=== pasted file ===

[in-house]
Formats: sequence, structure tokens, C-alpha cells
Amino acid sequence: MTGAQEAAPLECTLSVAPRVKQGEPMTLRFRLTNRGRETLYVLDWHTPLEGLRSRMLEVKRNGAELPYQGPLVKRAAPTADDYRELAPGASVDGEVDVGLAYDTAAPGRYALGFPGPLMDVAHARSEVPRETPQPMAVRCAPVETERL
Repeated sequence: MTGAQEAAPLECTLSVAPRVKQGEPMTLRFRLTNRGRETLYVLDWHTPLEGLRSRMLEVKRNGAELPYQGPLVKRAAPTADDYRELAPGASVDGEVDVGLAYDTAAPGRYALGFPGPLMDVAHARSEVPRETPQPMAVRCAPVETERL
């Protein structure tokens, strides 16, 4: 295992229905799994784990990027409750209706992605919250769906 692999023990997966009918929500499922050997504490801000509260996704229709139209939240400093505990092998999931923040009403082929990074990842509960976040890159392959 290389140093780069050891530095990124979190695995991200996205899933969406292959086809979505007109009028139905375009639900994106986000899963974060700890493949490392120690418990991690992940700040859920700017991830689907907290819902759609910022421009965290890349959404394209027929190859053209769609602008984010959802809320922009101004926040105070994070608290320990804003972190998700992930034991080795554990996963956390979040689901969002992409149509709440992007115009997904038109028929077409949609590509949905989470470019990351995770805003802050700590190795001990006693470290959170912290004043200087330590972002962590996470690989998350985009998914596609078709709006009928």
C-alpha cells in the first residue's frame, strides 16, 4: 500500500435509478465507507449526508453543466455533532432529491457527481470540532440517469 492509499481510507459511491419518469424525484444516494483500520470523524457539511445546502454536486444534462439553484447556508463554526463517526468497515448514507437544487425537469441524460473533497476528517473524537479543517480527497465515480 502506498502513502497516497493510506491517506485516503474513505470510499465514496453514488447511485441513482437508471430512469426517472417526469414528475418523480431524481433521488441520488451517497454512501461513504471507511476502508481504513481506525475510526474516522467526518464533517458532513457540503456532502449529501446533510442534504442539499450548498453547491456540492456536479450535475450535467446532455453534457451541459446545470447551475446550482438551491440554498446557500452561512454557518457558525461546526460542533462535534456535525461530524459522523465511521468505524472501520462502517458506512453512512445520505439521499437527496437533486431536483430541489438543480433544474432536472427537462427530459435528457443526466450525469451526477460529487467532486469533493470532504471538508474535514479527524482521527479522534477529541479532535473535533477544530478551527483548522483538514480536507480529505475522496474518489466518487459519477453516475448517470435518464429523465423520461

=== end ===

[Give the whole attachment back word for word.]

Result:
[in-house]
Formats: sequence, structure tokens, C-alpha cells
Amino acid sequence: MTGAQEAAPLECTLSVAPRVKQGEPMTLRFRLTNRGRETLYVLDWHTPLEGLRSRMLEVKRNGAELPYQGPLVKRAAPTADDYRELAPGASVDGEVDVGLAYDTAAPGRYALGFPGPLMDVAHARSEVPRETPQPMAVRCAPVETERL
Repeated sequence: MTGAQEAAPLECTLSVAPRVKQGEPMTLRFRLTNRGRETLYVLDWHTPLEGLRSRMLEVKRNGAELPYQGPLVKRAAPTADDYRELAPGASVDGEVDVGLAYDTAAPGRYALGFPGPLMDVAHARSEVPRETPQPMAVRCAPVETERL
């Protein structure tokens, strides 16, 4: 295992229905799994784990990027409750209706992605919250769906 692999023990997966009918929500499922050997504490801000509260996704229709139209939240400093505990092998999931923040009403082929990074990842509960976040890159392959 290389140093780069050891530095990124979190695995991200996205899933969406292959086809979505007109009028139905375009639900994106986000899963974060700890493949490392120690418990991690992940700040859920700017991830689907907290819902759609910022421009965290890349959404394209027929190859053209769609602008984010959802809320922009101004926040105070994070608290320990804003972190998700992930034991080795554990996963956390979040689901969002992409149509709440992007115009997904038109028929077409949609590509949905989470470019990351995770805003802050700590190795001990006693470290959170912290004043200087330590972002962590996470690989998350985009998914596609078709709006009928």
C-alpha cells in the first residue's frame, strides 16, 4: 500500500435509478465507507449526508453543466455533532432529491457527481470540532440517469 492509499481510507459511491419518469424525484444516494483500520470523524457539511445546502454536486444534462439553484447556508463554526463517526468497515448514507437544487425537469441524460473533497476528517473524537479543517480527497465515480 502506498502513502497516497493510506491517506485516503474513505470510499465514496453514488447511485441513482437508471430512469426517472417526469414528475418523480431524481433521488441520488451517497454512501461513504471507511476502508481504513481506525475510526474516522467526518464533517458532513457540503456532502449529501446533510442534504442539499450548498453547491456540492456536479450535475450535467446532455453534457451541459446545470447551475446550482438551491440554498446557500452561512454557518457558525461546526460542533462535534456535525461530524459522523465511521468505524472501520462502517458506512453512512445520505439521499437527496437533486431536483430541489438543480433544474432536472427537462427530459435528457443526466450525469451526477460529487467532486469533493470532504471538508474535514479527524482521527479522534477529541479532535473535533477544530478551527483548522483538514480536507480529505475522496474518489466518487459519477453516475448517470435518464429523465423520461